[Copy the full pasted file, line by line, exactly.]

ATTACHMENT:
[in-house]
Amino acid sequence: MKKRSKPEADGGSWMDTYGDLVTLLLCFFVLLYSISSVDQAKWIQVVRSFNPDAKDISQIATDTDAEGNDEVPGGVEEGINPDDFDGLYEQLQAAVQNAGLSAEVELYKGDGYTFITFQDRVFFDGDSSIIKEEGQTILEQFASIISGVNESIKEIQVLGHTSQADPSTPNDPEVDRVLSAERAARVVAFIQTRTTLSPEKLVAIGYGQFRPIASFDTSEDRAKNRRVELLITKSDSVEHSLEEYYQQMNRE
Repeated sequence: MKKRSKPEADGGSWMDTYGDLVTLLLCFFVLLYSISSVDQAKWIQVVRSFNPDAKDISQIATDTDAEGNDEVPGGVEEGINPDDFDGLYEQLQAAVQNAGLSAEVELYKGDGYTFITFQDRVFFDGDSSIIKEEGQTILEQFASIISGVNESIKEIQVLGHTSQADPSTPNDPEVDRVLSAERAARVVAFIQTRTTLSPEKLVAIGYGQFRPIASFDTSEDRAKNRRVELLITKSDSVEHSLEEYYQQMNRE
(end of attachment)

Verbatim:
[in-house]
Amino acid sequence: MKKRSKPEADGGSWMDTYGDLVTLLLCFFVLLYSISSVDQAKWIQVVRSFNPDAKDISQIATDTDAEGNDEVPGGVEEGINPDDFDGLYEQLQAAVQNAGLSAEVELYKGDGYTFITFQDRVFFDGDSSIIKEEGQTILEQFASIISGVNESIKEIQVLGHTSQADPSTPNDPEVDRVLSAERAARVVAFIQTRTTLSPEKLVAIGYGQFRPIASFDTSEDRAKNRRVELLITKSDSVEHSLEEYYQQMNRE
Repeated sequence: MKKRSKPEADGGSWMDTYGDLVTLLLCFFVLLYSISSVDQAKWIQVVRSFNPDAKDISQIATDTDAEGNDEVPGGVEEGINPDDFDGLYEQLQAAVQNAGLSAEVELYKGDGYTFITFQDRVFFDGDSSIIKEEGQTILEQFASIISGVNESIKEIQVLGHTSQADPSTPNDPEVDRVLSAERAARVVAFIQTRTTLSPEKLVAIGYGQFRPIASFDTSEDRAKNRRVELLITKSDSVEHSLEEYYQQMNRE